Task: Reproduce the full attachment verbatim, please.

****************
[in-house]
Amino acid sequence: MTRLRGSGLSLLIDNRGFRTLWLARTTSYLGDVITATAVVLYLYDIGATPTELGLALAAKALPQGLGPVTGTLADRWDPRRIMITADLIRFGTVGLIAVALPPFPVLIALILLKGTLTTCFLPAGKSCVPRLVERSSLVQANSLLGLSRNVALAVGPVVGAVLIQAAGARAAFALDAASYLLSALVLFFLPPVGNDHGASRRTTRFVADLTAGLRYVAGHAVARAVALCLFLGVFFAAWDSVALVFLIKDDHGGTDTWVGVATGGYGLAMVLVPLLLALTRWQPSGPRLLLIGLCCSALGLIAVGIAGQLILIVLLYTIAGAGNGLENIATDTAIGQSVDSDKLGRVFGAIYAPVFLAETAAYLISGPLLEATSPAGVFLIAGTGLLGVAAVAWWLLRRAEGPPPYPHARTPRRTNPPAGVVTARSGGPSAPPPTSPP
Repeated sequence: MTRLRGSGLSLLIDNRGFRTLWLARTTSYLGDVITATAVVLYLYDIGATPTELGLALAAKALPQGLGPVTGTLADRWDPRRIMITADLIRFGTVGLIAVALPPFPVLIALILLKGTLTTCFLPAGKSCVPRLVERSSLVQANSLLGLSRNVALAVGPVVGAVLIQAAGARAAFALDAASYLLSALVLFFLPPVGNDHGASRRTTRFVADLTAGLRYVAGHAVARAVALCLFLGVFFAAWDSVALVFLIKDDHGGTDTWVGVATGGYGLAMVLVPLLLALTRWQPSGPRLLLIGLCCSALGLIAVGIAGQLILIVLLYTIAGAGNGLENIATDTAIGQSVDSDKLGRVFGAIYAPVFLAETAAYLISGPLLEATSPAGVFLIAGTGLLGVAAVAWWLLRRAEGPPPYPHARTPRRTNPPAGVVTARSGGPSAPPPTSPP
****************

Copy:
[in-house]
Amino acid sequence: MTRLRGSGLSLLIDNRGFRTLWLARTTSYLGDVITATAVVLYLYDIGATPTELGLALAAKALPQGLGPVTGTLADRWDPRRIMITADLIRFGTVGLIAVALPPFPVLIALILLKGTLTTCFLPAGKSCVPRLVERSSLVQANSLLGLSRNVALAVGPVVGAVLIQAAGARAAFALDAASYLLSALVLFFLPPVGNDHGASRRTTRFVADLTAGLRYVAGHAVARAVALCLFLGVFFAAWDSVALVFLIKDDHGGTDTWVGVATGGYGLAMVLVPLLLALTRWQPSGPRLLLIGLCCSALGLIAVGIAGQLILIVLLYTIAGAGNGLENIATDTAIGQSVDSDKLGRVFGAIYAPVFLAETAAYLISGPLLEATSPAGVFLIAGTGLLGVAAVAWWLLRRAEGPPPYPHARTPRRTNPPAGVVTARSGGPSAPPPTSPP
Repeated sequence: MTRLRGSGLSLLIDNRGFRTLWLARTTSYLGDVITATAVVLYLYDIGATPTELGLALAAKALPQGLGPVTGTLADRWDPRRIMITADLIRFGTVGLIAVALPPFPVLIALILLKGTLTTCFLPAGKSCVPRLVERSSLVQANSLLGLSRNVALAVGPVVGAVLIQAAGARAAFALDAASYLLSALVLFFLPPVGNDHGASRRTTRFVADLTAGLRYVAGHAVARAVALCLFLGVFFAAWDSVALVFLIKDDHGGTDTWVGVATGGYGLAMVLVPLLLALTRWQPSGPRLLLIGLCCSALGLIAVGIAGQLILIVLLYTIAGAGNGLENIATDTAIGQSVDSDKLGRVFGAIYAPVFLAETAAYLISGPLLEATSPAGVFLIAGTGLLGVAAVAWWLLRRAEGPPPYPHARTPRRTNPPAGVVTARSGGPSAPPPTSPP